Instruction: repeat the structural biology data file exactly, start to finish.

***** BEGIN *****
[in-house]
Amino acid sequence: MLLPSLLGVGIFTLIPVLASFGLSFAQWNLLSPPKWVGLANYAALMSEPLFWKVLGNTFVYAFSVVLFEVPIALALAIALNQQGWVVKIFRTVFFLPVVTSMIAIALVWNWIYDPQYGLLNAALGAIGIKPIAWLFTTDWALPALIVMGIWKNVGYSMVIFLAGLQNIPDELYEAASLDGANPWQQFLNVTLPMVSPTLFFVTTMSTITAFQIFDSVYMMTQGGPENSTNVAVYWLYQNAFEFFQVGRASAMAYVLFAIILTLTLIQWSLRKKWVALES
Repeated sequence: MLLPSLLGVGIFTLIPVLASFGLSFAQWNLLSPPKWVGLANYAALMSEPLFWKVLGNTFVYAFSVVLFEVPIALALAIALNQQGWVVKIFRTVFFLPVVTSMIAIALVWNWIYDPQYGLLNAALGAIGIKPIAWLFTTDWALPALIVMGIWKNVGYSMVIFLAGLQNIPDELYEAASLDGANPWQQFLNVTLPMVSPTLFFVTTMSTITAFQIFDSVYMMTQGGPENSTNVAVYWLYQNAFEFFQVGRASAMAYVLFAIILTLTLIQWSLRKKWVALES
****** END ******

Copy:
[in-house]
Amino acid sequence: MLLPSLLGVGIFTLIPVLASFGLSFAQWNLLSPPKWVGLANYAALMSEPLFWKVLGNTFVYAFSVVLFEVPIALALAIALNQQGWVVKIFRTVFFLPVVTSMIAIALVWNWIYDPQYGLLNAALGAIGIKPIAWLFTTDWALPALIVMGIWKNVGYSMVIFLAGLQNIPDELYEAASLDGANPWQQFLNVTLPMVSPTLFFVTTMSTITAFQIFDSVYMMTQGGPENSTNVAVYWLYQNAFEFFQVGRASAMAYVLFAIILTLTLIQWSLRKKWVALES
Repeated sequence: MLLPSLLGVGIFTLIPVLASFGLSFAQWNLLSPPKWVGLANYAALMSEPLFWKVLGNTFVYAFSVVLFEVPIALALAIALNQQGWVVKIFRTVFFLPVVTSMIAIALVWNWIYDPQYGLLNAALGAIGIKPIAWLFTTDWALPALIVMGIWKNVGYSMVIFLAGLQNIPDELYEAASLDGANPWQQFLNVTLPMVSPTLFFVTTMSTITAFQIFDSVYMMTQGGPENSTNVAVYWLYQNAFEFFQVGRASAMAYVLFAIILTLTLIQWSLRKKWVALES